Model Thinking – Decision Tree problem

Currently I am taking Model Thinking from Coursera and I’d like to share interesting problem solving technique using a decision tree model.

Concept

Basic is very simple. You use tree like model to support your decision. See more info here. Without knowing the tool/model, we use this technique often in our real life. Really interesting thing about decision tree is you can quantify your decision with numbers.

Example problem

Here is one of the questions from the week 2 quiz.

You want to go to a concert in Detroit, but you have only $80. The cost of driving will be $30. When you get to the concert, there’s a 40% chance you’ll be able to get a ticket for $50, and a 60% chance that tickets will cost more than $50. If it’s worth $130 to you to go to the concert, should you drive to Detroit to attend this concert? To solve, use a decision tree.

Solution

DecisionTree-20140615215602

 

Answer to the question is “Yes” because “Go” decision will give me $2 gain.

In the decision tree, there is no point of exploring “No Go” option because I don’t gain anything from not going. Let’s look at “Go” decision. When I decided to go, I have two possibilities: 40% of getting a ticket at $50, 60% of not getting a ticket. I need to exam each possibilities.

With 60% chance that tickets will be over $50, I can’t buy a ticket due to lack of money. I only have $80, so I ended up loosing the cost of driving which is $30. With 40% chance that ticket will be $50, it requires little bit of calculation. One important statement is that I have to see if it is worth spending $130 for the whole thing. This means my net gain calculation should be based on $130. Starting from $130, subtract driving cost $30 and concert ticket $50, so I have $50 of net gain.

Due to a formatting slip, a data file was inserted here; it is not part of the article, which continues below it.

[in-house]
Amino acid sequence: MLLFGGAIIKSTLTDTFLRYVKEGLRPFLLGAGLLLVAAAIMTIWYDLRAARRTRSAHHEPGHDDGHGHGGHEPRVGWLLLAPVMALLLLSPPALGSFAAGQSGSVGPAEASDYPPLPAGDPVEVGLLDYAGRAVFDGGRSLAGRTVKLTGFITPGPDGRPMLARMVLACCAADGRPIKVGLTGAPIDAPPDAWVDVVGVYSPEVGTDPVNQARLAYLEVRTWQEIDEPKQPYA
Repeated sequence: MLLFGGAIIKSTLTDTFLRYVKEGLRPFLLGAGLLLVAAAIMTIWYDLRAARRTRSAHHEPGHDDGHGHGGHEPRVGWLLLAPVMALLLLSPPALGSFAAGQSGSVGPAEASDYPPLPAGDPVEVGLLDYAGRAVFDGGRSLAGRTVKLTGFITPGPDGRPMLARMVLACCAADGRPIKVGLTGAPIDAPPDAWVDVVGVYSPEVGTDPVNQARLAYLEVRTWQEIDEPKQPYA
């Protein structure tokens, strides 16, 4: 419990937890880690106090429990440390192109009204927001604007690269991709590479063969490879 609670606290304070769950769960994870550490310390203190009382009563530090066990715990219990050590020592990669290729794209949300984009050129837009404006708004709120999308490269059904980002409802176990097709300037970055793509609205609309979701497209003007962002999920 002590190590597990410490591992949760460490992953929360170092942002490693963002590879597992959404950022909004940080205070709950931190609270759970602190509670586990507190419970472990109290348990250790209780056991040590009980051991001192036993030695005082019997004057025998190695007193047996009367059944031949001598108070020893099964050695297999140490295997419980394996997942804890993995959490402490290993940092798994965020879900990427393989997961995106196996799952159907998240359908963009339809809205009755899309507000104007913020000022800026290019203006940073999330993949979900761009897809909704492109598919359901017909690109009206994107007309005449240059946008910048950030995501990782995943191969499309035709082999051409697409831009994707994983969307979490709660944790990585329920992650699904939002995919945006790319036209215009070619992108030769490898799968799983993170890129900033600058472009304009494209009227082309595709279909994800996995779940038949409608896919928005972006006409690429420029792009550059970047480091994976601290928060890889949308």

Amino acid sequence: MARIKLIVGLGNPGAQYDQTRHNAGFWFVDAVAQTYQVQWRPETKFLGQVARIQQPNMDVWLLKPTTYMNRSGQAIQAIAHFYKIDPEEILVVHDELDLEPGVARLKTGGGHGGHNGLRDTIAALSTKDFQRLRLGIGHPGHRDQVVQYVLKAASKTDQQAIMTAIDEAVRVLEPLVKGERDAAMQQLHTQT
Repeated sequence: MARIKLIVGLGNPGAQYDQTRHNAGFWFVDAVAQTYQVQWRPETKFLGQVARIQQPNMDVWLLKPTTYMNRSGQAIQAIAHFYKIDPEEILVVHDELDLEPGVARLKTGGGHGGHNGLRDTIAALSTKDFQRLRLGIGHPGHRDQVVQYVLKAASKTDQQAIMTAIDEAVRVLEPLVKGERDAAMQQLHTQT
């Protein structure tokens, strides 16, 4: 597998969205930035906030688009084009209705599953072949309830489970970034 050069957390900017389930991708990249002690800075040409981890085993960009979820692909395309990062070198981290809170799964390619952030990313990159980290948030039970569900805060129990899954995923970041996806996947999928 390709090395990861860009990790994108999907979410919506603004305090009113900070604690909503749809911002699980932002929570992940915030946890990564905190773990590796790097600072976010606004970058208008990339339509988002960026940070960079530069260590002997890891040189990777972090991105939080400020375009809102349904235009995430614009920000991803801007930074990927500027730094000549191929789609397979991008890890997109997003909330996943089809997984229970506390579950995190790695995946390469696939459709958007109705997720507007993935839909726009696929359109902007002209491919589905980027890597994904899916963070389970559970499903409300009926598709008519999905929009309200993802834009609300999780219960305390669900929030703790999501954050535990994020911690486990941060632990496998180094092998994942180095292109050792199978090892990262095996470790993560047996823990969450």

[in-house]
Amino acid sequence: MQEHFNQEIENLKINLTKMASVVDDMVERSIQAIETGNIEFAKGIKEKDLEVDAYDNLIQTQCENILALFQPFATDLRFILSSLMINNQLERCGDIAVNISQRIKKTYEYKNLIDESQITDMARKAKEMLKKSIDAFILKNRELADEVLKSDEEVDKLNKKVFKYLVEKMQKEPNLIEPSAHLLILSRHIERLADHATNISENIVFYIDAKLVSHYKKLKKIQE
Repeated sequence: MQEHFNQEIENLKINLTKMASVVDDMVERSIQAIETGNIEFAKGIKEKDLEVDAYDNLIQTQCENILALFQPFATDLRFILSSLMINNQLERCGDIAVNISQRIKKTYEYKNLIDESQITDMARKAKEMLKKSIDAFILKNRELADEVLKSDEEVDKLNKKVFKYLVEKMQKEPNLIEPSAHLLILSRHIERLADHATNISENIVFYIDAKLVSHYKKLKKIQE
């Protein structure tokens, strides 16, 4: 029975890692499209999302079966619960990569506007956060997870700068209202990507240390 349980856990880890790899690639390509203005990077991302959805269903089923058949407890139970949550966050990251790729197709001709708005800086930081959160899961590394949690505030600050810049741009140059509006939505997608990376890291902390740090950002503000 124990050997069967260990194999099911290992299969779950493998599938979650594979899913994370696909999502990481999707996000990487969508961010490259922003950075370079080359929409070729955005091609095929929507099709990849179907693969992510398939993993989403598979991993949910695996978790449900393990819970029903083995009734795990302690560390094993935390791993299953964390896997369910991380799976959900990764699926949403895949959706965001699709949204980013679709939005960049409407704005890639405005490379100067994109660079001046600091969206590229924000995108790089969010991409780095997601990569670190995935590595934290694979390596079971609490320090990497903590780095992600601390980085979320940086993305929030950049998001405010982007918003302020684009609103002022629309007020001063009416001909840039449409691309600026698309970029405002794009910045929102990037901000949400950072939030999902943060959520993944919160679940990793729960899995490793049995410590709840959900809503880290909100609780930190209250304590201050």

From “Go” decision, I need to calculate overall net gain, so my total net gain from “Go” decision is $2 (see above picture). This means it is worth for me to “Go”.

Conclusion

I found this technique is fascinating. It allows you to think rationally with numbers and possibilities, also allows you to see your reasoning clearly. One of the challenges are understanding the problem from the model thinking. It seems easy when you look at the solution, but actually it is hard to apply the concept to the scenario. Just like every problem solving technique, you will get better as you spend more and think more about the problem.

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One thought on “Model Thinking – Decision Tree problem

  1. Hi Michael.

    I just finished the final exam in Model Thinking for this quarter’s run (Oct. – Dec. 2014).

    I used and recommended to classmates TreePlan (www.treeplan.com) – a decision tree add-in for Microsoft Excel 2007–2013 (Windows) and Microsoft Excel.

    I find the program easy to use, all the calculations are done for you which makes doing decison trees a whole lot easier and fun to do 🙂

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